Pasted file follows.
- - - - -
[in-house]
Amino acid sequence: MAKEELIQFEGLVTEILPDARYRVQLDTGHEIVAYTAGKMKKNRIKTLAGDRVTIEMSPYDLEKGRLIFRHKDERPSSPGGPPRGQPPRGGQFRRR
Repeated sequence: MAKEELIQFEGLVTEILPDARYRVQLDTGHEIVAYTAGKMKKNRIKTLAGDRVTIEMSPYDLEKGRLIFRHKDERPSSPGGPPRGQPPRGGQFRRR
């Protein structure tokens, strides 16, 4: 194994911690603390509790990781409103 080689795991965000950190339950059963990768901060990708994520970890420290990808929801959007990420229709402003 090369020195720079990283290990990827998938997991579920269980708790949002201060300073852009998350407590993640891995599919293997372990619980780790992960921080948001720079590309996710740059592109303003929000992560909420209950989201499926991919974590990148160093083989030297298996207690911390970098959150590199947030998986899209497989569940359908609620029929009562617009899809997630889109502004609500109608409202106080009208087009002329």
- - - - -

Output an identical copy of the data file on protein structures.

[in-house]
Amino acid sequence: MAKEELIQFEGLVTEILPDARYRVQLDTGHEIVAYTAGKMKKNRIKTLAGDRVTIEMSPYDLEKGRLIFRHKDERPSSPGGPPRGQPPRGGQFRRR
Repeated sequence: MAKEELIQFEGLVTEILPDARYRVQLDTGHEIVAYTAGKMKKNRIKTLAGDRVTIEMSPYDLEKGRLIFRHKDERPSSPGGPPRGQPPRGGQFRRR
């Protein structure tokens, strides 16, 4: 194994911690603390509790990781409103 080689795991965000950190339950059963990768901060990708994520970890420290990808929801959007990420229709402003 090369020195720079990283290990990827998938997991579920269980708790949002201060300073852009998350407590993640891995599919293997372990619980780790992960921080948001720079590309996710740059592109303003929000992560909420209950989201499926991919974590990148160093083989030297298996207690911390970098959150590199947030998986899209497989569940359908609620029929009562617009899809997630889109502004609500109608409202106080009208087009002329």